[swift-corelibs-dev] NSXMLNode and Friends
Robert Stephen Thompson
robert.thompson at willowtreeapps.com
Mon Jan 4 14:01:09 CST 2016
Ok, after trying to get this building on Linux, I have discovered what you mean. I have gotten it building successfully on Linux, unfortunately this required changes to build settings in other modules, because /usr/include/libxml2 wasn’t being added to the search locations. And this then results in needing to add “-I/usr/include/libxml2” to the command line any time you want to build anything using Foundation! (including just typing “import Foundation” in the REPL, heh). Which is obviously less than ideal. There is already an implementation for all this stuff in CoreFoundation, but it’s marked as being deprecated as of OS X 10.6, with a note to use NSXMLDocument (or libxml2) instead! Not exactly a helpful recommendation when you’re implementing NSXMLDocument heh. Should I just add wrappers in CFXMLInterface for the libxml2 functions I need? That might be the easiest way to just get everything building with minimal changes to other modules.
> On Dec 18, 2015, at 8:05 PM, Philippe Hausler <phausler at apple.com> wrote:
> Dealing with the cross platform part of the module map portion may be a bit tricky; I had to use some of libxml2 for CFXMLInterface it is effectively a simple wrapper around a few xml c calls that are a bit swift-friendlier. Perhaps that might make some of that integration easier. However if you do find a decent way of dealing with the module map differentials between linux and mac os x I would be interested to see if we could improve the state of affairs in that bridged portion.
>> On Dec 18, 2015, at 2:33 PM, Robert Stephen Thompson via swift-corelibs-dev <swift-corelibs-dev at swift.org <mailto:swift-corelibs-dev at swift.org>> wrote:
>> Ok, sounds good to me. I have quite a bit done at this point, but it’s not “pretty enough” for a real PR yet. If people really want to look at the ugliness, https://github.com/rothomp3/swift-corelibs-foundation/tree/feature/NSXMLDocument <https://github.com/rothomp3/swift-corelibs-foundation/tree/feature/NSXMLDocument> is where it lives.
>>> On Dec 18, 2015, at 1:58 PM, Tony Parker <anthony.parker at apple.com <mailto:anthony.parker at apple.com>> wrote:
>>> Hi Robert,
>>> There actually already is some discussion on the swift-evolution list about a language feature to enable factory methods, which would help us to implement these kinds of things. It is a common pattern in Foundation to return subclasses from initializers (NSNull, NSPredicate are in the same boat, among many others), so I’m hoping we can get that one moving along soon. If you can find that thread, go ahead and reply to it with additional justification if you want.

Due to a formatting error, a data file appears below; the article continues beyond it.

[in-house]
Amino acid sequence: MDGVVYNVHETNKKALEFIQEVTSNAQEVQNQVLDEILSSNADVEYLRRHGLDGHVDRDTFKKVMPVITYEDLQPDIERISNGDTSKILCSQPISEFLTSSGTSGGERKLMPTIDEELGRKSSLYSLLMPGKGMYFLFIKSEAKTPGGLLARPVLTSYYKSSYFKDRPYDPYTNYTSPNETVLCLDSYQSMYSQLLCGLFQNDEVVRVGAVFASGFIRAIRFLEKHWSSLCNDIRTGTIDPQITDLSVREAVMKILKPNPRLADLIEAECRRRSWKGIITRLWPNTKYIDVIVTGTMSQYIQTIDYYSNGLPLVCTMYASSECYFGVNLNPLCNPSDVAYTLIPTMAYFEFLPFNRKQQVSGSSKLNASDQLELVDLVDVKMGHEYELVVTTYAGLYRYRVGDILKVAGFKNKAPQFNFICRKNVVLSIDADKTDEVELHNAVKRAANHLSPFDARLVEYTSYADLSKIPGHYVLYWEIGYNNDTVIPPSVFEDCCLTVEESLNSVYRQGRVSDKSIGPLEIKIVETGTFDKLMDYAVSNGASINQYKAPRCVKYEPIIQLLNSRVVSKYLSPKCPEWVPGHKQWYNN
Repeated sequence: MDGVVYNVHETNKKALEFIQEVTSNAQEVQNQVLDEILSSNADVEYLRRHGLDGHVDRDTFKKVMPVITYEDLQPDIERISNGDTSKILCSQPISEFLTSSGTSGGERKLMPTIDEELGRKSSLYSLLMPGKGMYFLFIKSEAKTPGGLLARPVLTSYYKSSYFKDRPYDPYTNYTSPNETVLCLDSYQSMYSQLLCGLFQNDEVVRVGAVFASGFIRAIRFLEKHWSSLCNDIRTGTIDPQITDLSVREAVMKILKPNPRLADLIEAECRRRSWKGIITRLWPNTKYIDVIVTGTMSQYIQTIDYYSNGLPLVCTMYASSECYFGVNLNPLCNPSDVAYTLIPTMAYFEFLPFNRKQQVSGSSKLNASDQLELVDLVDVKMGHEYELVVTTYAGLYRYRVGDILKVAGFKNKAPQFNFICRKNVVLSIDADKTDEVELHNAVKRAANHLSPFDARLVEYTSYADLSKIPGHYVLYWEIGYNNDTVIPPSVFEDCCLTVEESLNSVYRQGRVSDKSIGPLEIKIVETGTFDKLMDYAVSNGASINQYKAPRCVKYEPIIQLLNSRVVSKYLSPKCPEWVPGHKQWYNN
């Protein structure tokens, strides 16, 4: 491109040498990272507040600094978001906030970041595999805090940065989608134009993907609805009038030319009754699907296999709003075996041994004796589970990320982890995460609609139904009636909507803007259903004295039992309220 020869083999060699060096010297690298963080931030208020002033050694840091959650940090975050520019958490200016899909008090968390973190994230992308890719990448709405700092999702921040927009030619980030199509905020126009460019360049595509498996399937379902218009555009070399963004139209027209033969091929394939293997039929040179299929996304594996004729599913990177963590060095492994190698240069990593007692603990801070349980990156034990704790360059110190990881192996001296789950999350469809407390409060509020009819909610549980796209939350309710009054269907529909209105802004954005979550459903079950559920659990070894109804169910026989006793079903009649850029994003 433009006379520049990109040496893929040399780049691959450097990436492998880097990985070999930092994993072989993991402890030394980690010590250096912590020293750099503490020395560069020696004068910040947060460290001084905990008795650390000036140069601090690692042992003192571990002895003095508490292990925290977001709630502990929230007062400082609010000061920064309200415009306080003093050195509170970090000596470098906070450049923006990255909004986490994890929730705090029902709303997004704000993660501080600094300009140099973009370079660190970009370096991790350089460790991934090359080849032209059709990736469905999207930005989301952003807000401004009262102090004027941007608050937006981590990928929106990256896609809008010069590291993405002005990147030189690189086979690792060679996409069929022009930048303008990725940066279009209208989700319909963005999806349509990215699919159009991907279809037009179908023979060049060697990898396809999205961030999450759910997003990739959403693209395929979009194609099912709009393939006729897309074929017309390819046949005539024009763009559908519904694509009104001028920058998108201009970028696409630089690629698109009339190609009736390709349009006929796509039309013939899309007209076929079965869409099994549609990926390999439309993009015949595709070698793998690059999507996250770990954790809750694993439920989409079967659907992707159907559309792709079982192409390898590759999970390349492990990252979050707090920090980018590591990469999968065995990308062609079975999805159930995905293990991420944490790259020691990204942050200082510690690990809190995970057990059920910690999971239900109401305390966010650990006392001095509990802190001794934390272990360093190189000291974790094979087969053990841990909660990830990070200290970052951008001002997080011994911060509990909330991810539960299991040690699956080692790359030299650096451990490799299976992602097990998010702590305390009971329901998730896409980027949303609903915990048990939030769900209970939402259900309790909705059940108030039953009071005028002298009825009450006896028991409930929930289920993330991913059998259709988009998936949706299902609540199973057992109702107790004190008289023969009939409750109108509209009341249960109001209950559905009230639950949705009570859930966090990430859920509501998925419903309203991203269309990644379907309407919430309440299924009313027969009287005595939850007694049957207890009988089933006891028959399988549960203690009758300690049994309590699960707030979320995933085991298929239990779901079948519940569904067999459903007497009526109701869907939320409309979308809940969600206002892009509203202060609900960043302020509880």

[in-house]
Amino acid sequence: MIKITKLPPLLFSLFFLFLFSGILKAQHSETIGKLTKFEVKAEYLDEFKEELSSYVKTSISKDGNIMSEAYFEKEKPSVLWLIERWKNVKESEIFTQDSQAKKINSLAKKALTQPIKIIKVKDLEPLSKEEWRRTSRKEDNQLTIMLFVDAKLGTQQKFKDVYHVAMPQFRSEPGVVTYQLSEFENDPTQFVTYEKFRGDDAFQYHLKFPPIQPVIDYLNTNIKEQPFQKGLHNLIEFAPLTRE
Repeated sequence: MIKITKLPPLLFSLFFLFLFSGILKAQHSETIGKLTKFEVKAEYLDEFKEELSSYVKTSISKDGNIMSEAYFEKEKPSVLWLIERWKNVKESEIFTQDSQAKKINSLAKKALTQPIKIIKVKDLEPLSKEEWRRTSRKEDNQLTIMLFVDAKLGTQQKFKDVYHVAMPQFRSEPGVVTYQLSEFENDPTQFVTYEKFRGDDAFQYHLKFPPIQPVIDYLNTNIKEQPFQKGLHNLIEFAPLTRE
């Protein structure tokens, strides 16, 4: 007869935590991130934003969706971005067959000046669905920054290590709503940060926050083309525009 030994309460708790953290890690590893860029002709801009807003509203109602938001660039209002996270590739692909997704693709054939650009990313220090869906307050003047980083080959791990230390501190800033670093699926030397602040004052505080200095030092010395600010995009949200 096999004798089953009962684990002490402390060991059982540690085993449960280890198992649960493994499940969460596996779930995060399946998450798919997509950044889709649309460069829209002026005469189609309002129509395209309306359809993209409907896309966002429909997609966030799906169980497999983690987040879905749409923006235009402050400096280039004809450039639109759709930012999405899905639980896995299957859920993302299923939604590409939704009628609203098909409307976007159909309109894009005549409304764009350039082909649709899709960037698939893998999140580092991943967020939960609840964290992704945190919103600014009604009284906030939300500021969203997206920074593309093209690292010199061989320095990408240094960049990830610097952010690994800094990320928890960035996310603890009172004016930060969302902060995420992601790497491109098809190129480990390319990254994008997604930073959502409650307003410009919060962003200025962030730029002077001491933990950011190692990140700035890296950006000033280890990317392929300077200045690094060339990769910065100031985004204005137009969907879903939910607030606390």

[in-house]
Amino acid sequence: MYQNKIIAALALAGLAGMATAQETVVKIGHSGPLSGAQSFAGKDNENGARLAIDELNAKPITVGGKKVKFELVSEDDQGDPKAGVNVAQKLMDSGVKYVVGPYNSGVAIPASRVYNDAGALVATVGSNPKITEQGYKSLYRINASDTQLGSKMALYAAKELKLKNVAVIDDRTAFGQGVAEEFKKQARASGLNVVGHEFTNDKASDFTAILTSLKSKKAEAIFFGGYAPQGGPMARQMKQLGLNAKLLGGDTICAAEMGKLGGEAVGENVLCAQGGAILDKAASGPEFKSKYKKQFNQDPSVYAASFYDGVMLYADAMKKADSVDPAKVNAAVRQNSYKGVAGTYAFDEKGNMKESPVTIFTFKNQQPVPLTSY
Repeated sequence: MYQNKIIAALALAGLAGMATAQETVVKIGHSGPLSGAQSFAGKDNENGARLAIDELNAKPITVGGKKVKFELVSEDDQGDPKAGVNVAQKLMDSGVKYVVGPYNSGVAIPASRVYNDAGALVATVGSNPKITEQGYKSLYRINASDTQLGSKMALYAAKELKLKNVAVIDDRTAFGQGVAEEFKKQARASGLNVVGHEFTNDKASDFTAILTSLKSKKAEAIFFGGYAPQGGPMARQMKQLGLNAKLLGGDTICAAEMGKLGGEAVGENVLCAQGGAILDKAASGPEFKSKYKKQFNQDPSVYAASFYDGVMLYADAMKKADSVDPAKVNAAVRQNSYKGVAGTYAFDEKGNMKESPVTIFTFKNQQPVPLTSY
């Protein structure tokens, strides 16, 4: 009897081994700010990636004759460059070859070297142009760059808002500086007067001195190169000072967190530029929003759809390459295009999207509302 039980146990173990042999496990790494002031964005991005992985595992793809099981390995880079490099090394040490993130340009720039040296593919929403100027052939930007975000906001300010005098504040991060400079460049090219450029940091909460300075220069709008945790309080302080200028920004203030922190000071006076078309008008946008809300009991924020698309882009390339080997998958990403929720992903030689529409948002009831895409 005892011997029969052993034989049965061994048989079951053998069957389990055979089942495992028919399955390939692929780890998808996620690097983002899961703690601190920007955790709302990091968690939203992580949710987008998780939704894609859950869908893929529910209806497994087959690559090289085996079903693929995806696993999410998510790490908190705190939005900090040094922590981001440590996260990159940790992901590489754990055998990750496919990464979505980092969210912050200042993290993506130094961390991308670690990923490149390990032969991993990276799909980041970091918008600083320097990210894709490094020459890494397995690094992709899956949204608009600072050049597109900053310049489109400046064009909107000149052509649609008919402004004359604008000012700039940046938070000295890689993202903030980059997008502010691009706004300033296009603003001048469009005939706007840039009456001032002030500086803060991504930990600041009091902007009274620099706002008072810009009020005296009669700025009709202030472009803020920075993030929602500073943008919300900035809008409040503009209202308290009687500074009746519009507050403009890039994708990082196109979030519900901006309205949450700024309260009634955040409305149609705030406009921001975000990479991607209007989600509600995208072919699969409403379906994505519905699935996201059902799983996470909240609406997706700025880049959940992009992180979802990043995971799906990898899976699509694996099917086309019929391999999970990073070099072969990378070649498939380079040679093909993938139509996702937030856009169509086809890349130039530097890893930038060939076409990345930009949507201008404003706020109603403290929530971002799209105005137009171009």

>>> I think we should try to move forward on this as if we’ll eventually get that feature. It’s pretty clear that we need it. We may need to work on other parts of the implementation first until we get it.
>>> - Tony
>>>> On Dec 18, 2015, at 9:21 AM, Robert Stephen Thompson via swift-corelibs-dev <swift-corelibs-dev at swift.org <mailto:swift-corelibs-dev at swift.org>> wrote:
>>>> Since I recently did a small implementation of NSXMLNode and NSXMLDocument to use in an iOS project, I decided to tackle doing the full-featured one here. It’s not that hard, doing it as a wrapper on libxml2, except I’ve run into a bit of a snag with making the semantics exactly match Darwin Foundation: you can’t return a subclass from init! This really only matters in one place, but it matters quite a bit there. The de facto designated initializer for NSXMLNode is init(kind: NSXMLNodeKind, options: Int). In pure Swift, this always returns an NSXMLNode, not the appropriate subclass! Which, of course, means as? returns nil, as! (and unsafeDowncast) crash, etc, when you end up trying to retrieve one and treat it as the subclass it’s “supposed” to be. I’m completely stumped as to any way around this. It might be that it’s just impossible to match Darwin Foundation semantics without a new language feature for this, which obviously would have to go through swift-evolution and then actually be implemented. Am I correct, or is there something I’m missing? Also, should I go ahead and implement the rest of this without the exactly matching semantics because something is better than nothing?
>>>> Robert Thompson
>>>> Software Engineer
>>>> WillowTree, Inc.®
>>>> willowtreeapps.com <http://willowtreeapps.com/>
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